Okay, short post, quick question. I'm thinking about killing off a kid in my third book. Non-gratuitously. I have no real problem with killing off the kid -- as it's an act that drives the story -- but I know some will object.

I'm just curious to know where everyone stands on such things.

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I think you should go ahead and bump the child off. As you said, it serves to further the plot, and a child is a powerful death. Lots of motivation there.
As others have said .. it depends on how you handle the material. The more upclose and personal the deeper the waters you'll wade through. ... Failing that, kill the buggers. ... And if you really want to pull the heart strings, knock off the kid, but save its puppy.
All depends on context (neat answer, innnit? Fits any situation. "Want to go get lunch?" "It depends on the context."

Personally, I don't have a problem with it, though I admit that if I see it coming, I'll skim, because I can't stand to read about child abuse in the newspaper. There was one particular case in South Carolina, on a story I had to edit, and it still disturbs me.

But if the story's good elsewise, I'm not going to stop. "Christine Falls" by John Banville has got a dead baby in it and it doesn't seem to hurt its reception any. And Giles Blunt's "By the time You Read This" has an extensive description of child abuse (in the context of a woman getting therapy), and he handled it well.
I hate it when kids get killed, but it happens. As long as it isn' to graphic?
Joan
As a reader, my feeling has always been that if someone objects to what's in a book, then maybe it's not a book they should be reading. If there is something in a book that I have a problem with I have the option of closing the book and not finishing it-blaming the writer for putting it in there seems foolish. It's like parents blaming television networks for what their children are seeing on tv every night-if you don't like it, turn it off.

I'm always careful when I recommend books to people for that very reason. I don't want to tell my mother, who made me turn off the movie Hostage because she was too worried about the people who might get hurt, that just because she loved The Book of Lost Things that the rest of John Connolly's books would be perfect for her. That would be lying. There are others, however, that I would have no problem recommending all of John's books to because I know that they realize that what happens in a book is fiction, not reality, and that as long as it is germane to the story, well, anything can be forgiven.
If it drives the story, then no problem.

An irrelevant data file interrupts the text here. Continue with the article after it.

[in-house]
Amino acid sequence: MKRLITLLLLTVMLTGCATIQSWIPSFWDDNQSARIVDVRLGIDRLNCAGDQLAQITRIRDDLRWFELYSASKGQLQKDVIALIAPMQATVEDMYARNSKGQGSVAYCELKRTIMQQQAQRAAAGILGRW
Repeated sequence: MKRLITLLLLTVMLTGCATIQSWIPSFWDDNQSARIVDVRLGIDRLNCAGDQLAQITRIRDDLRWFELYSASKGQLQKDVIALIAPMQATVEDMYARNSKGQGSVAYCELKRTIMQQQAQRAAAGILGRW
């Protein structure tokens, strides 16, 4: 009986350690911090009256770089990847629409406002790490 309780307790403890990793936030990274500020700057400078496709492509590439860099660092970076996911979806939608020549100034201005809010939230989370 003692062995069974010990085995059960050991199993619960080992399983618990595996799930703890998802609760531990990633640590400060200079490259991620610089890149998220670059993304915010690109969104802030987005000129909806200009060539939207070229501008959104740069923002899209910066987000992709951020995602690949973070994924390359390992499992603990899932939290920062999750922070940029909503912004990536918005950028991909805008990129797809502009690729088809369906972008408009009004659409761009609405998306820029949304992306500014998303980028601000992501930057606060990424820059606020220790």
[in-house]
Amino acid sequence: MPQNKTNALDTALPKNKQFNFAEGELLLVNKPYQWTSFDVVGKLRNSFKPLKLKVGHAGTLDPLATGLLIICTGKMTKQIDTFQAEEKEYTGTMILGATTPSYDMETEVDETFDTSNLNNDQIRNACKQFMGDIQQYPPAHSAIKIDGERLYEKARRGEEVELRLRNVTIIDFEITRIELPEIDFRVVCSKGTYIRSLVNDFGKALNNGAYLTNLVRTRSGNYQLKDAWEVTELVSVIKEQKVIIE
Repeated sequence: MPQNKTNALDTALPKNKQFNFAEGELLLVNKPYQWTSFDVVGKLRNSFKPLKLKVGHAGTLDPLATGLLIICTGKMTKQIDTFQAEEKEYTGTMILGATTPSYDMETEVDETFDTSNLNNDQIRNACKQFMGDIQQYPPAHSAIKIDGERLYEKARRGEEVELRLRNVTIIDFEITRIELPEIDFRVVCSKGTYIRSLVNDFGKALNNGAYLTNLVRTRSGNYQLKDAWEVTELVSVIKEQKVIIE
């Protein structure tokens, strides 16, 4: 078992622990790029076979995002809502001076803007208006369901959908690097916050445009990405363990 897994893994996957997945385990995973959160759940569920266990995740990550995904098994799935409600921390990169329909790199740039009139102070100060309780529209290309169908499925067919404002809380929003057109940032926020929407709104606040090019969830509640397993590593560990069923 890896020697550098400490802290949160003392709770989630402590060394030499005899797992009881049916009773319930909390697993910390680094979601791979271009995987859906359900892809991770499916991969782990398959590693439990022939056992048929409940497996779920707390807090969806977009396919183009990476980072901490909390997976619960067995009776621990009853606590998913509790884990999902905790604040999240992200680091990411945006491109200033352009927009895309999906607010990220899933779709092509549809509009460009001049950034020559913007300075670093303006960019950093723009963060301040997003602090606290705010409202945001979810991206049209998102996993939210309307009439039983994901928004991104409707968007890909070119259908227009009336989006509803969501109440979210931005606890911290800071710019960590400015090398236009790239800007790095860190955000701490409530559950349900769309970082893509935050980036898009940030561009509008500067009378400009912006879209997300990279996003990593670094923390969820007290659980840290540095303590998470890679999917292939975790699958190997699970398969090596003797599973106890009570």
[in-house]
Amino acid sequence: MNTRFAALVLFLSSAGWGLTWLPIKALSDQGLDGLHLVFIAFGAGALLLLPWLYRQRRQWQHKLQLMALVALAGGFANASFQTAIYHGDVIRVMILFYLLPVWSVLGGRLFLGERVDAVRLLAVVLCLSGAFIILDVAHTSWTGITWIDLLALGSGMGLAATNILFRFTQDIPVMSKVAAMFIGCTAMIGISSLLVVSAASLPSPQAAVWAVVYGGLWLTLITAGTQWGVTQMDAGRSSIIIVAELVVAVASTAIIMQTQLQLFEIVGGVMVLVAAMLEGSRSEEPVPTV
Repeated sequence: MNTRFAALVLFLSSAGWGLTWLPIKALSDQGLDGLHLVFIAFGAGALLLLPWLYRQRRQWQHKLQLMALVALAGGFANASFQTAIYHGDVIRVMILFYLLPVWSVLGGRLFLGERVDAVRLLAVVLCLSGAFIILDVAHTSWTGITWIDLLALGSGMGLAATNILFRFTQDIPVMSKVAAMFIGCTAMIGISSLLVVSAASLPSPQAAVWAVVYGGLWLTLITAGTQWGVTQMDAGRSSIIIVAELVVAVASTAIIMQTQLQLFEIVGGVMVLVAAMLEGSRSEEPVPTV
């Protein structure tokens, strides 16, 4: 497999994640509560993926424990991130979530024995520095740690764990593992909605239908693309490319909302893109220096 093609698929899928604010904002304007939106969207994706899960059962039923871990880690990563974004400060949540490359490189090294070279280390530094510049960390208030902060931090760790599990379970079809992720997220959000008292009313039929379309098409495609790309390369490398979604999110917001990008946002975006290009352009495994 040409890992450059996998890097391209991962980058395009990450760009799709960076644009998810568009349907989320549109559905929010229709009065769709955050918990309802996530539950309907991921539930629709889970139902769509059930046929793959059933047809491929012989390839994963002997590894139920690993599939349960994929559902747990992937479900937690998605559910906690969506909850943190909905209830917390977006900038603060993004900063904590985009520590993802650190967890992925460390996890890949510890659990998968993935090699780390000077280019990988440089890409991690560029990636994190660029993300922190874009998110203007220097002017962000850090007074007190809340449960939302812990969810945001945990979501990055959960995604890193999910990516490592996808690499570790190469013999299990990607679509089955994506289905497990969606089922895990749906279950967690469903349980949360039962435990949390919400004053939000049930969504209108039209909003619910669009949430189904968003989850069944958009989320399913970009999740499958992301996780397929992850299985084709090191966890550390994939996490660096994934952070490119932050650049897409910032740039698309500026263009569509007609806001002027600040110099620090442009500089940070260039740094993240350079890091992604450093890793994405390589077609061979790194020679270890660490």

I dislike novels which simply throw something like that in as a cheap way of raising the emotional stakes - if the death wasn't there, the plot would still work out.

For me what makes the difference between done badly, and done well, is not the death itself but the way it's reflected in all the other characters in the book: the way it changes them. Bad novels go something like: death...woe is us, trauma trauma...ok, back to normal now, and on with the plot. In good novels, all those affected by the death are changed in very profound ways.

Just read a fantastic novel, "Ice Moon" by a German writer called Jan Costin Wagner, sadly the only novel of his in translation. The protagonist's wife dies in the first chapter of the novel, and although there's a plot which drives the novel outside of that, never for a moment, not for one scene, is the character of the protag not coloured by that.
...I don't see the problem. In 'real' life kids are killed all the time - every day all over the world - mostly by their parents or guardians. I'm working on my fourth novel, tentatively titled CREATURES OF HABIT, and a priest kills a young boy in the opening chapter. The Catholic Church may object - but then they would, wouldn't they ?

Slan go foill,
Pat.
I came close to it in a story that appeared in the first issue of Murdaland.
A pedophile takes children but doesn't kill them. My reading group at the time
I wrote it basically said burn the story and I sat on it for five years. Then I saw
a description for what Murdaland wanted and it seemed to fit and they
took it. Having said this, I won't do it again. I felt sick at seeing it in print.
It wasn't gratuitous violence but the maniac has stayed in my head ever since I wrote
it. I also regret writing it from his POV and making him somewhat sympathetic.
There, I am glad to finally admit this.
Here's the thing. I have no objection to kids being killed as a part of the book (and my neighbor's kids in particular. *rimshot*)

The problem to my mind isn't whether or not it's tasteful non-gratuitous or necessary. If the way you wanted to write it hadn't already passed those tests you wouldn't be asking. The problem is that if you want to have something so huge, so laden with emotional baggage you'd better be prepared to write the hell out of it. Anything less may leave some readers feeling like it was insincere or a gimmick.
Not that it would keep me from writing anything I felt was needed for a story, there are times when some scenes can be gratuitous. For example, I don't need to see the look on a five year-old kid's face as a knife is buried in her heart. For me, personally, such a scene would go too far. Would be gratuitous.

That said, when I originally wrote the post above, I was having some concerns about what might or might not be acceptable to the majority or readers, but I've since come to the conclusion that I'll simply do whatever the story requires.
It's a book, for crying out loud. I know you'll hear objections, but it's just ridiculous. When you actually consider killing a kid, we have a problem.

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